Take the 2-minute tour ×
Stack Overflow is a question and answer site for professional and enthusiast programmers. It's 100% free, no registration required.

Help, anybody could give me a Java implementation of RSA/CBC? Audit said RSA/ECB/PKCS1Padding is too weak cannot put into law court. (Is he challenging Java PKI in fact? He suggested AES...) I know nothing about Bouncy Castle, tell me if I can plug in.

http://bouncy-castle.1462172.n4.nabble.com/RSA-CBC-encoding-td1465404.html

share|improve this question
    
There is no such thing as a RSA/CBC. You probably misunderstood the audit, or the auditor is an idiot. Or both. –  GregS Nov 2 '11 at 23:37
    
@GregS Why is there no such thing as RSA/CBC? I was under the impression that CBC worked with any cipher. –  Cory G. Dec 3 '11 at 16:51
    
@Pwngulator: It works with any block cipher. Theoretically you can define a CBC-like mode even for RSA, but it really doesn't make much sense and there are no implementation of such a thing anywhere. However, as an intellectual exercise, you can think about how you'd define something like CBC mode with RSA. –  GregS Dec 3 '11 at 22:20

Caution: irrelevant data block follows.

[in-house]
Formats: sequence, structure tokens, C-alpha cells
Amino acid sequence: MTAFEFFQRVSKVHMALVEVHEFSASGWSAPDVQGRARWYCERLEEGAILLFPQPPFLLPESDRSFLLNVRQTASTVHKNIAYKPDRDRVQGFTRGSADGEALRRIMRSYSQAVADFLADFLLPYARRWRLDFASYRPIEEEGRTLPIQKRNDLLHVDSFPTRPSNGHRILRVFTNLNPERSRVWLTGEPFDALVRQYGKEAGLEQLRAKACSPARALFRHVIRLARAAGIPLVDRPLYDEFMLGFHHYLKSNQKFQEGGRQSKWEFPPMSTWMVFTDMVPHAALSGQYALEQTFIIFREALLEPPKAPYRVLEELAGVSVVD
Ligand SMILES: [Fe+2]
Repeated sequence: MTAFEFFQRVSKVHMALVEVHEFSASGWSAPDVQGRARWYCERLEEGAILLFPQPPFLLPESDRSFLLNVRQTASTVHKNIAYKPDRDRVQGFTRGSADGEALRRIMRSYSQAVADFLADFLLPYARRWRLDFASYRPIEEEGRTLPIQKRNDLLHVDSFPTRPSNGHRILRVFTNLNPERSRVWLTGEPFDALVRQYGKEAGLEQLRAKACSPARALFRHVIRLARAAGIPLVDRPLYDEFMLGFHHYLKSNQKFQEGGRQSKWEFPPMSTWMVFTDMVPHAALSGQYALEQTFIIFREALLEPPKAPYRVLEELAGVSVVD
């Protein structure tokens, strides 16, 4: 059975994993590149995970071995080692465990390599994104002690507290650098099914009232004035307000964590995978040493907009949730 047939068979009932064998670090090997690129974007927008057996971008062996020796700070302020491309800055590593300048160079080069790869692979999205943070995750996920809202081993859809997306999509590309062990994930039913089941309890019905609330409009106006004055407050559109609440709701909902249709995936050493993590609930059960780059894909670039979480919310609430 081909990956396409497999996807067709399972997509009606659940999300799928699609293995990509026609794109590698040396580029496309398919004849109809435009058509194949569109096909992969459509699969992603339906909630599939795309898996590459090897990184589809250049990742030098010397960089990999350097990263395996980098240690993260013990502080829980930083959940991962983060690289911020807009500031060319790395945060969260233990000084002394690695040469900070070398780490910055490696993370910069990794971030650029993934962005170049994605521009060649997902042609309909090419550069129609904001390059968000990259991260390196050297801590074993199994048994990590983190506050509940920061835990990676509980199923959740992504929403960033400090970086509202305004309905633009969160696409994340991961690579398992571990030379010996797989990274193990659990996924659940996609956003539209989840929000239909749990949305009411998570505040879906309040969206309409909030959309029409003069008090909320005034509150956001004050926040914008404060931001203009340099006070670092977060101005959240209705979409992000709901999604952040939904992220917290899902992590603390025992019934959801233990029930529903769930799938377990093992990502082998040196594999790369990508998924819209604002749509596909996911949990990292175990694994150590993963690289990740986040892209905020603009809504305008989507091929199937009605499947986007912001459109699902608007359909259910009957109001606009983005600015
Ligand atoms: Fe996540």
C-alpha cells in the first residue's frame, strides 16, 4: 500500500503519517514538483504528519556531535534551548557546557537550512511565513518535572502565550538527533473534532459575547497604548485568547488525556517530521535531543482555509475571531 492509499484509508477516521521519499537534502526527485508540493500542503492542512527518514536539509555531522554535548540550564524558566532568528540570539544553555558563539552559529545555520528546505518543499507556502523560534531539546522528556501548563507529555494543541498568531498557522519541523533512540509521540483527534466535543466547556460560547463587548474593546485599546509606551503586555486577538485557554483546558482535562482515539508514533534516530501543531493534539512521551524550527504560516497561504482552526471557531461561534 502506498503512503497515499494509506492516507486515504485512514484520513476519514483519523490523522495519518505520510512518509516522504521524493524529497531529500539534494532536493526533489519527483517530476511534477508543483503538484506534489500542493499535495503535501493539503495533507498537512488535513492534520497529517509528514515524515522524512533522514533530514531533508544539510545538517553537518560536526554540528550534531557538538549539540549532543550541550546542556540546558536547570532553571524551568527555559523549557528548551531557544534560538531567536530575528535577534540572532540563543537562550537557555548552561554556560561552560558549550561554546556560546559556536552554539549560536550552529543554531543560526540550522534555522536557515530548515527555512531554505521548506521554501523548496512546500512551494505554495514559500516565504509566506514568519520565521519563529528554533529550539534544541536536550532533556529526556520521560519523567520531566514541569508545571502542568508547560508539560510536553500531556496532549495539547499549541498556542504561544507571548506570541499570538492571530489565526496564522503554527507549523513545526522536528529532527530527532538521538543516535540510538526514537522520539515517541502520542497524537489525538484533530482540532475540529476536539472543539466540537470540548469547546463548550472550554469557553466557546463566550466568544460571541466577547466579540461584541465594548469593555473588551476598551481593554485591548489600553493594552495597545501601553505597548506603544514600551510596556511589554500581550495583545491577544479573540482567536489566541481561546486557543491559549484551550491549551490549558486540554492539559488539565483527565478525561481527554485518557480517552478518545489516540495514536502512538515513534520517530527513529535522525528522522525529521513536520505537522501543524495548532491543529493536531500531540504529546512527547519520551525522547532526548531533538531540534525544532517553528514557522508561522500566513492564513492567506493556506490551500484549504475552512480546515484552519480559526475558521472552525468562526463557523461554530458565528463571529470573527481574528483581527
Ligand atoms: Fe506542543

1 Answer 1

I think it's natively supported by the JDK. See http://download.oracle.com/javase/6/docs/technotes/guides/security/StandardNames.html

But AES and RSA are two very different algorithms, which are not normally used for the same kind of problem. You would typically use RSA in a handshake to negociate a secret AES key, and use AES to encrypt the rest of the conversation.

share|improve this answer
1  
Your suggestion of exchanging AES key by RSA is good. I think the explanation helps: owasp.org/index.php/Digital_Signature_Implementation_in_Java "When creating a symmetric cipher to encrypt the plaintext message, use "AES/CBC/PKCS5Padding" and choose a random IV for each plaintext message rather than using simply "AES", which ends up using "AES/ECB/PKCS5Padding". ECB mode is extremely weak for regular plaintext. (It is OK for encrypting random bits though, which is why it is OK to use with RSA.) " –  winston Nov 3 '11 at 1:11

Your Answer

 
discard

By posting your answer, you agree to the privacy policy and terms of service.

Not the answer you're looking for? Browse other questions tagged or ask your own question.